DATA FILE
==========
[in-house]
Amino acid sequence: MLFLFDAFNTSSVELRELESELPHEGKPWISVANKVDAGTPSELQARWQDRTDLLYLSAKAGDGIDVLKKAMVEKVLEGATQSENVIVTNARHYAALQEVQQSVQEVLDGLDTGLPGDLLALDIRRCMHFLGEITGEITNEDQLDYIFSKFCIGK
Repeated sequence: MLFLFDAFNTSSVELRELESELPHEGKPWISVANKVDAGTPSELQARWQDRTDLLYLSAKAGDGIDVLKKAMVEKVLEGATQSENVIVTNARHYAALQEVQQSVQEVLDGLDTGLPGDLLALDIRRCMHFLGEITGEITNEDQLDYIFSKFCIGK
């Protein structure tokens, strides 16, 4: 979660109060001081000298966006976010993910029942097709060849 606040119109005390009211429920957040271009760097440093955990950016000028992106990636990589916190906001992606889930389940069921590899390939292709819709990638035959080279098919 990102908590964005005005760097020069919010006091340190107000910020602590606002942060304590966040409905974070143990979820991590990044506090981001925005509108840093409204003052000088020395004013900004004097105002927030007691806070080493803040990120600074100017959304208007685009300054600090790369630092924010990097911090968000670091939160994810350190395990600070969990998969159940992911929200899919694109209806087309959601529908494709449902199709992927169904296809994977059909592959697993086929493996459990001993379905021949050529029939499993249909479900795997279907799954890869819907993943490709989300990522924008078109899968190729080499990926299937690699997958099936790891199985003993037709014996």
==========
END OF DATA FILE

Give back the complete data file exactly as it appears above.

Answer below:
[in-house]
Amino acid sequence: MLFLFDAFNTSSVELRELESELPHEGKPWISVANKVDAGTPSELQARWQDRTDLLYLSAKAGDGIDVLKKAMVEKVLEGATQSENVIVTNARHYAALQEVQQSVQEVLDGLDTGLPGDLLALDIRRCMHFLGEITGEITNEDQLDYIFSKFCIGK
Repeated sequence: MLFLFDAFNTSSVELRELESELPHEGKPWISVANKVDAGTPSELQARWQDRTDLLYLSAKAGDGIDVLKKAMVEKVLEGATQSENVIVTNARHYAALQEVQQSVQEVLDGLDTGLPGDLLALDIRRCMHFLGEITGEITNEDQLDYIFSKFCIGK
């Protein structure tokens, strides 16, 4: 979660109060001081000298966006976010993910029942097709060849 606040119109005390009211429920957040271009760097440093955990950016000028992106990636990589916190906001992606889930389940069921590899390939292709819709990638035959080279098919 990102908590964005005005760097020069919010006091340190107000910020602590606002942060304590966040409905974070143990979820991590990044506090981001925005509108840093409204003052000088020395004013900004004097105002927030007691806070080493803040990120600074100017959304208007685009300054600090790369630092924010990097911090968000670091939160994810350190395990600070969990998969159940992911929200899919694109209806087309959601529908494709449902199709992927169904296809994977059909592959697993086929493996459990001993379905021949050529029939499993249909479900795997279907799954890869819907993943490709989300990522924008078109899968190729080499990926299937690699997958099936790891199985003993037709014996």